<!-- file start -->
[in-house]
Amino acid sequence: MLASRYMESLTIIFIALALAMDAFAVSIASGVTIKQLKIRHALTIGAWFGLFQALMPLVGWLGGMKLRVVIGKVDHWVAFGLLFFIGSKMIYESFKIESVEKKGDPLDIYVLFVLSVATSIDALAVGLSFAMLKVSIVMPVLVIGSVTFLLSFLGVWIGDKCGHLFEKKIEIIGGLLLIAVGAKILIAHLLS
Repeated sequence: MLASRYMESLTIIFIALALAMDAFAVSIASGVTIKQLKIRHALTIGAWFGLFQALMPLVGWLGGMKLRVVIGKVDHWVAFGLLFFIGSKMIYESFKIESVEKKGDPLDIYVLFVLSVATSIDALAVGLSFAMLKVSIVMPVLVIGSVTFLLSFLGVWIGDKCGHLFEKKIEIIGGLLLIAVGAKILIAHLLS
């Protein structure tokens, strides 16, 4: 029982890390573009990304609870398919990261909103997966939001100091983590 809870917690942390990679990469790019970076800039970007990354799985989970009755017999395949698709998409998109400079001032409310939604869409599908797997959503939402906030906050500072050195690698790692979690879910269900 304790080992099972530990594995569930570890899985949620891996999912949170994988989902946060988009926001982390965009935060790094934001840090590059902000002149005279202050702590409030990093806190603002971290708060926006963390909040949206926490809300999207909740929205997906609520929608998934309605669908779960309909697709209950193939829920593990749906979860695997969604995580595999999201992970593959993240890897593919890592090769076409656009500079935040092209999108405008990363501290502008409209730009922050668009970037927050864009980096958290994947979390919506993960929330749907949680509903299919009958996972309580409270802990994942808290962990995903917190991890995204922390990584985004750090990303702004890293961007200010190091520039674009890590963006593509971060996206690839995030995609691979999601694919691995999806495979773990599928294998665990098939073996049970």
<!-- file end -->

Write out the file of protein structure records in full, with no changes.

[in-house]
Amino acid sequence: MLASRYMESLTIIFIALALAMDAFAVSIASGVTIKQLKIRHALTIGAWFGLFQALMPLVGWLGGMKLRVVIGKVDHWVAFGLLFFIGSKMIYESFKIESVEKKGDPLDIYVLFVLSVATSIDALAVGLSFAMLKVSIVMPVLVIGSVTFLLSFLGVWIGDKCGHLFEKKIEIIGGLLLIAVGAKILIAHLLS
Repeated sequence: MLASRYMESLTIIFIALALAMDAFAVSIASGVTIKQLKIRHALTIGAWFGLFQALMPLVGWLGGMKLRVVIGKVDHWVAFGLLFFIGSKMIYESFKIESVEKKGDPLDIYVLFVLSVATSIDALAVGLSFAMLKVSIVMPVLVIGSVTFLLSFLGVWIGDKCGHLFEKKIEIIGGLLLIAVGAKILIAHLLS
């Protein structure tokens, strides 16, 4: 029982890390573009990304609870398919990261909103997966939001100091983590 809870917690942390990679990469790019970076800039970007990354799985989970009755017999395949698709998409998109400079001032409310939604869409599908797997959503939402906030906050500072050195690698790692979690879910269900 304790080992099972530990594995569930570890899985949620891996999912949170994988989902946060988009926001982390965009935060790094934001840090590059902000002149005279202050702590409030990093806190603002971290708060926006963390909040949206926490809300999207909740929205997906609520929608998934309605669908779960309909697709209950193939829920593990749906979860695997969604995580595999999201992970593959993240890897593919890592090769076409656009500079935040092209999108405008990363501290502008409209730009922050668009970037927050864009980096958290994947979390919506993960929330749907949680509903299919009958996972309580409270802990994942808290962990995903917190991890995204922390990584985004750090990303702004890293961007200010190091520039674009890590963006593509971060996206690839995030995609691979999601694919691995999806495979773990599928294998665990098939073996049970």